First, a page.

April 12, 2024
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A Taste of Morocco in Teaneck

Congregation Bnai Yeshurun has taken strides to incorporate and involve those of different backgrounds, with the inaugural meeting of the Moroccan minyan. For years, the minyan met privately in homes for the the high holidays, but the group rapidly outgrew their space and there became a demand for meeting on a weekly basis. Bnai Yeshurun graciously opened its doors.

After months of renovation, the group, comprised of “not-just-Moroccans,” began meeting early in Chodesh Elul, and has been rapidly gaining popularity, attracting other members of the shul for an occasional immersion into ritualistic Sephardic culture.

Sephardic prayer is both similar and different from its Ashkenazic counterparts, but what sets it apart is that it is largely interactive, engaging all members of the congregation, especially children. There is a focus on chazzanut, on soulful songs that are deep and rich, and their repetitious chanting is easily learned and followed by the congregation. The children are involved by sitting next to their parents, by joining in the singing, by having specific parts where they are called up in the middle of the prayer to lead a song. Young teens are responsible to study the week’s portion of Torah reading, creating a dynamic structure for Tefillah that involves individuals of all ages.

What makes the minyan so successful is that it can call CBY its home. Joining part of an established shul, under the spiritual guidance of Rabbi Steven Pruzansky and Rabbi Ari Zahtz, the minyan benefits from its independence, as well as from its larger affiliation. The Rabbis grace the Moroccan minyan with their presence on a weekly basis, sharing Torah and inspiration to all those present. And the congregants can have a Shabbat morning prayer that feels like a taste of their Middle-Eastern roots, mixed with some contemporary Teaneck.

The meeting space will be at full capacity this Rosh Hashana and Yom Kippur, because praying there feels like standing before God, holding hands with your family. The intimate space allows for each member to truly get to know the others, and new faces are always warmly welcomed and invited to return.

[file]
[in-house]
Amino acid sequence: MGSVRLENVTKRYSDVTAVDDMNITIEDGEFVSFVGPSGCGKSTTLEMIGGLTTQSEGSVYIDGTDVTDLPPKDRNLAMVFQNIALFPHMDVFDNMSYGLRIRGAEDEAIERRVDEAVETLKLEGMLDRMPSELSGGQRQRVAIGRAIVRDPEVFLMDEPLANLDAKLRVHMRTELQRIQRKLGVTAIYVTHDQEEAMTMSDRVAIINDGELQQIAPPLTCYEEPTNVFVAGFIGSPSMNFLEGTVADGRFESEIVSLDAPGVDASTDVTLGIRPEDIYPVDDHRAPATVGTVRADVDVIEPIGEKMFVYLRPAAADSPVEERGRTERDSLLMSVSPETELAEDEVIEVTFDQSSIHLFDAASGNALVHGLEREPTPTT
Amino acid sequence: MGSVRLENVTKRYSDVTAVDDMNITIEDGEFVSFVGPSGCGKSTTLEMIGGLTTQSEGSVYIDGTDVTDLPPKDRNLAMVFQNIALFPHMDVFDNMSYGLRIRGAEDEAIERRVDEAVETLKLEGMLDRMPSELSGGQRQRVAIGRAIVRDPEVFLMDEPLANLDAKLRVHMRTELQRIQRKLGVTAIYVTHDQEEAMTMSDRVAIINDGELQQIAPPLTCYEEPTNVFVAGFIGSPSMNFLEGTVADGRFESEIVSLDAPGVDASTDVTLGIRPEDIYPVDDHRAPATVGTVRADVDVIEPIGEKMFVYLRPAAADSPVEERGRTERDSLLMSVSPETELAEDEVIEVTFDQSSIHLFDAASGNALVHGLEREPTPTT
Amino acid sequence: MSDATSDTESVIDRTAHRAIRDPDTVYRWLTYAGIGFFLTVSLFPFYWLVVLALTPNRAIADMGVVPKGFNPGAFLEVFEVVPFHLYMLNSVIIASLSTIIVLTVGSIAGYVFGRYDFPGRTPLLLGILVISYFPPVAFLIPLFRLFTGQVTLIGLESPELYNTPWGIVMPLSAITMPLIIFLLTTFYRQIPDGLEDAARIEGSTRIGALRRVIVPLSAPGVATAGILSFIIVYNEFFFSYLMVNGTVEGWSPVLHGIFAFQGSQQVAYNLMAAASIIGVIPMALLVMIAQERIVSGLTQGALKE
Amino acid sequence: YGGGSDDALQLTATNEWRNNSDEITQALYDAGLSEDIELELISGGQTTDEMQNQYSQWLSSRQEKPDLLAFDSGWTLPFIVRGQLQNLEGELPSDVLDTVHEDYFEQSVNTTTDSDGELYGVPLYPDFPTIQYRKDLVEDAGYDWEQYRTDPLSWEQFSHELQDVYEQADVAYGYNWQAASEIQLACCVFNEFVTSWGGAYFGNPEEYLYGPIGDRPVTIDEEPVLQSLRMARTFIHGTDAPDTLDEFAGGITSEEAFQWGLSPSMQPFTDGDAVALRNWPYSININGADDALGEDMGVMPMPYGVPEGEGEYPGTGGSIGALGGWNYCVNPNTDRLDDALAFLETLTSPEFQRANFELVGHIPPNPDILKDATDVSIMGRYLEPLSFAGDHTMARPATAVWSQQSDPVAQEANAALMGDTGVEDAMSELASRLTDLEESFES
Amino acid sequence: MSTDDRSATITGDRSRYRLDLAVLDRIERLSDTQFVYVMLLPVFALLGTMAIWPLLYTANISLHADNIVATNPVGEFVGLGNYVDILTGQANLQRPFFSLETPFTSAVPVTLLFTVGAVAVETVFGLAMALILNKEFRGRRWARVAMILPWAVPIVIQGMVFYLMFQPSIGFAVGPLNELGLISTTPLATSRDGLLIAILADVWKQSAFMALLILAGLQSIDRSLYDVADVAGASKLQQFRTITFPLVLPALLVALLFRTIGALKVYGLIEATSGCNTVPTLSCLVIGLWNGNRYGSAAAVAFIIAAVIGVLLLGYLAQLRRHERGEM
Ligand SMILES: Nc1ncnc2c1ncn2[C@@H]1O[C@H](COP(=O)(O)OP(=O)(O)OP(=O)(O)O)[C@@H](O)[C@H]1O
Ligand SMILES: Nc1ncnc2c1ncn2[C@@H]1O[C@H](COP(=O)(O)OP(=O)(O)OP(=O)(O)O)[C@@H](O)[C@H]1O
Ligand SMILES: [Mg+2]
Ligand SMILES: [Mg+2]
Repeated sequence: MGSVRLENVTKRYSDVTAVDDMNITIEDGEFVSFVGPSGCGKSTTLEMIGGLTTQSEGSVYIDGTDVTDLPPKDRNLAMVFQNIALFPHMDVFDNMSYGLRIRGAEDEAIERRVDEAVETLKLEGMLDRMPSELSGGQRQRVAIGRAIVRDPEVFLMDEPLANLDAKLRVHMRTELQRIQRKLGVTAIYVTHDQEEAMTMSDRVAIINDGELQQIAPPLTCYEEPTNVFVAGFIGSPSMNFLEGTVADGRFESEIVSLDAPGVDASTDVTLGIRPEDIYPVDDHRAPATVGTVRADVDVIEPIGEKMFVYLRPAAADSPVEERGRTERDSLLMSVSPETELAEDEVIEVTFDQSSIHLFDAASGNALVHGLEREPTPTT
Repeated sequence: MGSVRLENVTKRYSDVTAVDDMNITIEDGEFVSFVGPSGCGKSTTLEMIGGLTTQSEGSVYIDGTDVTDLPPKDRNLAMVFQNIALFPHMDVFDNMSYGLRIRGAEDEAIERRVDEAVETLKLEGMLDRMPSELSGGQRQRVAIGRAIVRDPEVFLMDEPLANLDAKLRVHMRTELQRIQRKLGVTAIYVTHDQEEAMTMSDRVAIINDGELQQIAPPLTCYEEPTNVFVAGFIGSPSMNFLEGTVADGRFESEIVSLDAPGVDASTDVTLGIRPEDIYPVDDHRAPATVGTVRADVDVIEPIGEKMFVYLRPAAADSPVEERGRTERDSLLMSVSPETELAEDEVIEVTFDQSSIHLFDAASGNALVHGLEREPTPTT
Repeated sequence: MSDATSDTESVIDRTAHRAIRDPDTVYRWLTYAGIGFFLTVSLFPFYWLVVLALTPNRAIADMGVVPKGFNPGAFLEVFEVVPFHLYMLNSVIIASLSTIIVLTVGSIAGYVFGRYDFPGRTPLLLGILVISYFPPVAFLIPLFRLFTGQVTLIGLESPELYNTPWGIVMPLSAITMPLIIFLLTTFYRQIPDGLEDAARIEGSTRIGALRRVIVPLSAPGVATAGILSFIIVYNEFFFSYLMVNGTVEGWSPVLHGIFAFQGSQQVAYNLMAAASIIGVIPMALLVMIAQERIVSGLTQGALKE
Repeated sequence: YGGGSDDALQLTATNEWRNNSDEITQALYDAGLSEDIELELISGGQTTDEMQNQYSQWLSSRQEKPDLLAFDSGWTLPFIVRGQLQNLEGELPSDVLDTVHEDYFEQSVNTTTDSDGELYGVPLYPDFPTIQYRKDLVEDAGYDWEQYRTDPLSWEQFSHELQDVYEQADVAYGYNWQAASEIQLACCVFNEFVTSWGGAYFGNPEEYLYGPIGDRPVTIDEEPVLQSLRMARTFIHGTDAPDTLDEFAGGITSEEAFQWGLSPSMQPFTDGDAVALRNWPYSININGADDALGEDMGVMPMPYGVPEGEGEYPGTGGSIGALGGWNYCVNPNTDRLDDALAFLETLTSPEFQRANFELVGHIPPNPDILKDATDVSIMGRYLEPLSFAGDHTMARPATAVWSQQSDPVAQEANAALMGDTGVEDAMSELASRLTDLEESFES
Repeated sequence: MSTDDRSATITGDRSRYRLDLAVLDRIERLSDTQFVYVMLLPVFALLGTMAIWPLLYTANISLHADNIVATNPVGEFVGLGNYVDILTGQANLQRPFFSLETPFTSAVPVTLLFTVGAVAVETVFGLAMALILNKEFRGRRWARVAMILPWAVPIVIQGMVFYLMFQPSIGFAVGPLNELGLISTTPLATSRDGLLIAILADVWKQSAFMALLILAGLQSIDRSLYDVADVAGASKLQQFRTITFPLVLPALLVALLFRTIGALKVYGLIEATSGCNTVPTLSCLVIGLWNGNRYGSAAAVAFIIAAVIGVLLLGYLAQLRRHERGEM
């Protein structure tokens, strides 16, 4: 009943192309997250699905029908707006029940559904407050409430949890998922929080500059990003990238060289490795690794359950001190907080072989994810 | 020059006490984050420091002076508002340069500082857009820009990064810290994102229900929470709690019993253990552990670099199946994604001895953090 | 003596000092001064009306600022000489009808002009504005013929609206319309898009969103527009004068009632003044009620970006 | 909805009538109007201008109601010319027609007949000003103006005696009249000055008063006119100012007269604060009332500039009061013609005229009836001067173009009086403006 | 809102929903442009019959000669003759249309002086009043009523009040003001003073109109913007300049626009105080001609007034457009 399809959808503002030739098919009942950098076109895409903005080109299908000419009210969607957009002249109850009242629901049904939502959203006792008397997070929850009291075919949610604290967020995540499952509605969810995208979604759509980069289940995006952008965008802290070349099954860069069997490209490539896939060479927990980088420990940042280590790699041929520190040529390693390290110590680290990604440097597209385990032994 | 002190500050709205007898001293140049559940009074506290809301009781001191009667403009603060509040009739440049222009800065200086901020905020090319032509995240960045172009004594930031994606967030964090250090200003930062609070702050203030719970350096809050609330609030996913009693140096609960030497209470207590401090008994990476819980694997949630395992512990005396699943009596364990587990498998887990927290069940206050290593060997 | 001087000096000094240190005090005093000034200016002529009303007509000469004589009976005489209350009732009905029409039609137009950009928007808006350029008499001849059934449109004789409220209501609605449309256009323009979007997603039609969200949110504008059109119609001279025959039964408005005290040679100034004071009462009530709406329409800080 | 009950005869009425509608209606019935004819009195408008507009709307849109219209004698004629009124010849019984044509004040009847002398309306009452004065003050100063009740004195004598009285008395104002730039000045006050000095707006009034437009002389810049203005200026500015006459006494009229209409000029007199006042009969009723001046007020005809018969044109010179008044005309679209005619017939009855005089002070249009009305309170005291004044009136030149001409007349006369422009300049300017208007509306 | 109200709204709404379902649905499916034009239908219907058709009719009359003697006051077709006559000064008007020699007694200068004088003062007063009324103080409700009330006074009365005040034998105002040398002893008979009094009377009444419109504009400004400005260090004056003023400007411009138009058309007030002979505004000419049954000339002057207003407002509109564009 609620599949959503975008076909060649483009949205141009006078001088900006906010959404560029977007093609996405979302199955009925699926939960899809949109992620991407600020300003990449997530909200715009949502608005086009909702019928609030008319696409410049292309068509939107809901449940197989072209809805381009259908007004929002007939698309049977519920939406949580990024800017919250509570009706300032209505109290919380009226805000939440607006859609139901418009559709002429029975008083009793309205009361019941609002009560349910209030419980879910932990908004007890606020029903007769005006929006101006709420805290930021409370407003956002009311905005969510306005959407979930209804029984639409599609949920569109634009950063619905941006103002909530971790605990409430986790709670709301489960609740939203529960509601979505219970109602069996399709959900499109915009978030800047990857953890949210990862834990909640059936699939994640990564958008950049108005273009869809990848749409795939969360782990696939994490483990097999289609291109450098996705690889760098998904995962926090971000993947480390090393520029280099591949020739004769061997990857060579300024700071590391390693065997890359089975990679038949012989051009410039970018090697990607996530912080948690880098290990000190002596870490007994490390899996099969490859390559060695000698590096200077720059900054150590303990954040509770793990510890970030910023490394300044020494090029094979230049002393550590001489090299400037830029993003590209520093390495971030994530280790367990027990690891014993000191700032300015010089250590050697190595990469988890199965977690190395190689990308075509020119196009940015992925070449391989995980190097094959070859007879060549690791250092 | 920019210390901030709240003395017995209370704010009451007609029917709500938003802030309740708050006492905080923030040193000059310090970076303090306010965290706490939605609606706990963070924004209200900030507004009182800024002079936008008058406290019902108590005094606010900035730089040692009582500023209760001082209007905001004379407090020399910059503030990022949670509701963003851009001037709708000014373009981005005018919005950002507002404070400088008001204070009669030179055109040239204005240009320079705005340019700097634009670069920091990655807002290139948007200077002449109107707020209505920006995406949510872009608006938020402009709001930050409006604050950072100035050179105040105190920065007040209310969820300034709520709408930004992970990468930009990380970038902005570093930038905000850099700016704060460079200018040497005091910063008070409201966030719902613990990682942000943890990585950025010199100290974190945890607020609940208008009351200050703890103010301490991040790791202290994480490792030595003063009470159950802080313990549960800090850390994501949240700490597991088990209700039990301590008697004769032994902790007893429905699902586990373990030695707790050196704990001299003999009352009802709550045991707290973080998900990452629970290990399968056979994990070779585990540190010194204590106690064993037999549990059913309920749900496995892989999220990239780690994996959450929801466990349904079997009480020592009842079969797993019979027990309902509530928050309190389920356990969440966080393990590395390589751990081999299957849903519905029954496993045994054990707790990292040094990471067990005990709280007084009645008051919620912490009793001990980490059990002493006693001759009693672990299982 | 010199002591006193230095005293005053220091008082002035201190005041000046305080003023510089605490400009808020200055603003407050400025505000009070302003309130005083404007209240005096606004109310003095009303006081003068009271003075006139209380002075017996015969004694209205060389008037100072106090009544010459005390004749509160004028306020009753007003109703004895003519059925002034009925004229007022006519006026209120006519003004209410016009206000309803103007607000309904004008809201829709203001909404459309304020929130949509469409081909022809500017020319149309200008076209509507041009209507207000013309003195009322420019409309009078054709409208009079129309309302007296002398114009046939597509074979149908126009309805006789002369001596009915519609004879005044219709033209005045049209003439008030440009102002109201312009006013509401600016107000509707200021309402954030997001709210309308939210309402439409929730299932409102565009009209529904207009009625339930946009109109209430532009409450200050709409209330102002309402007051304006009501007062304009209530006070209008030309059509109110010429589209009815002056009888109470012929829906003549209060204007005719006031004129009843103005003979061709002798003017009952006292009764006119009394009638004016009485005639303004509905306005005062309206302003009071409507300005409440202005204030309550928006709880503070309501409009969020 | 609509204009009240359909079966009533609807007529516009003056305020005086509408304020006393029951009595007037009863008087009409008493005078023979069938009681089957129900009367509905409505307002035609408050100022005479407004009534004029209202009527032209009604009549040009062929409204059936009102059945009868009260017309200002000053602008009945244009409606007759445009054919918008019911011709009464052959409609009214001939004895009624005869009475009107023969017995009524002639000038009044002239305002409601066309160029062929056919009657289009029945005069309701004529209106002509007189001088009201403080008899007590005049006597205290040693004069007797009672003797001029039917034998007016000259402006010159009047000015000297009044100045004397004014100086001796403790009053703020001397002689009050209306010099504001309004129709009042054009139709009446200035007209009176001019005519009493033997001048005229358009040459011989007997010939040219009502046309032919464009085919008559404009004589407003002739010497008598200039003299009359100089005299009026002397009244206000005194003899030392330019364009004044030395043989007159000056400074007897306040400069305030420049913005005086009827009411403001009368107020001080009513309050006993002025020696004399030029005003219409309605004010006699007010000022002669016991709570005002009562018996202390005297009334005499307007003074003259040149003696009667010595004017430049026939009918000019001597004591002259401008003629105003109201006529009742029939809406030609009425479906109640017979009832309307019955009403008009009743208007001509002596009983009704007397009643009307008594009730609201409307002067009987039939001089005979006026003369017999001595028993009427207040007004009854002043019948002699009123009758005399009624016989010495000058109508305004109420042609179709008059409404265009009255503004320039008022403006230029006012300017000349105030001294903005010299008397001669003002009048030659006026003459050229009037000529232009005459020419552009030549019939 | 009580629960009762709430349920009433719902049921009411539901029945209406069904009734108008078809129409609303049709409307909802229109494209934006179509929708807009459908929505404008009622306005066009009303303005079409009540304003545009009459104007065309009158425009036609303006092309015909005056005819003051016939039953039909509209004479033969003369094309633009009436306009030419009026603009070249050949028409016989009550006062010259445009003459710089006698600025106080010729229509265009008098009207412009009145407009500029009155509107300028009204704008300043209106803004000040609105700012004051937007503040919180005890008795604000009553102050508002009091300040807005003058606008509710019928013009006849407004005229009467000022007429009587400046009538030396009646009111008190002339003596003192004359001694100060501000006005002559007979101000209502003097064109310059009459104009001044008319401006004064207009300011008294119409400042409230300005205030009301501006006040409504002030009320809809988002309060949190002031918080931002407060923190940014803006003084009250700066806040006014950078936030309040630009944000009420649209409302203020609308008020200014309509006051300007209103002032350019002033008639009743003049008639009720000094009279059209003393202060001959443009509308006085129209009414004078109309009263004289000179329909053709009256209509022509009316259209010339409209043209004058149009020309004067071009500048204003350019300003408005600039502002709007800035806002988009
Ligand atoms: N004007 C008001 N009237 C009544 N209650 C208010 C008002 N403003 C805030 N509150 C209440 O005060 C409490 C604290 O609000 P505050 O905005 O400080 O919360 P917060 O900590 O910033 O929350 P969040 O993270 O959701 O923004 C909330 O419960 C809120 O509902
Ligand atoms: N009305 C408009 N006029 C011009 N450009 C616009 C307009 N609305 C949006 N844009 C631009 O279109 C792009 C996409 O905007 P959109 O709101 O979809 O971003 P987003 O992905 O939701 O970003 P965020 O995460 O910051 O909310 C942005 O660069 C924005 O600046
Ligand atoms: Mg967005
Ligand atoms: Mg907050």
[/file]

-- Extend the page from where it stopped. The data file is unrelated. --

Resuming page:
May Bnai Yeshurun always be a shining example of the beauty in Judaic cultural diversity, of the acceptance of both Ashkenazic and Sephardic descent, and of the paradigmatic belief, “Kol Yisrael Arevim Zeh Lazeh.” We are all responsible for each other, regardless of our perceived differences.

Wishing everyone, in all minyanim, a Shana Tovah.

A Taste of Morocco in Teaneck

By JLBC staff

Congregation Bnai Yeshurun has taken strides to incorporate and involve those of different backgrounds, with the inaugural meeting of the Moroccan minyan. For years, the minyan met privately in homes for the the high holidays, but the group rapidly outgrew their space and there became a demand for meeting on a weekly basis. Bnai Yeshurun graciously opened its doors.

After months of renovation, the group, comprised of “not-just-Moroccans,” began meeting early in Chodesh Elul, and has been rapidly gaining popularity, attracting other members of the shul for an occasional immersion into ritualistic Sephardic culture.

Sephardic prayer is both similar and different from its Ashkenazic counterparts, but what sets it apart is that it is largely interactive, engaging all members of the congregation, especially children. There is a focus on chazzanut, on soulful songs that are deep and rich, and their repetitious chanting is easily learned and followed by the congregation. The children are involved by sitting next to their parents, by joining in the singing, by having specific parts where they are called up in the middle of the prayer to lead a song. Young teens are responsible to study the week’s portion of Torah reading, creating a dynamic structure for Tefillah that involves individuals of all ages.

What makes the minyan so successful is that it can call CBY its home. Joining part of an established shul, under the spiritual guidance of Rabbi Steven Pruzansky and Rabbi Ari Zahtz, the minyan benefits from its independence, as well as from its larger affiliation. The Rabbis grace the Moroccan minyan with their presence on a weekly basis, sharing Torah and inspiration to all those present. And the congregants can have a Shabbat morning prayer that feels like a taste of their Middle-Eastern roots, mixed with some contemporary Teaneck.

The meeting space will be at full capacity this Rosh Hashana and Yom Kippur, because praying there feels like standing before God, holding hands with your family. The intimate space allows for each member to truly get to know the others, and new faces are always warmly welcomed and invited to return.

May Bnai Yeshurun always be a shining example of the beauty in Judaic cultural diversity, of the acceptance of both Ashkenazic and Sephardic descent, and of the paradigmatic belief, “Kol Yisrael Arevim Zeh Lazeh.” We are all responsible for each other, regardless of our perceived differences.

Wishing everyone, in all minyanim, a Shana Tovah.

 

 

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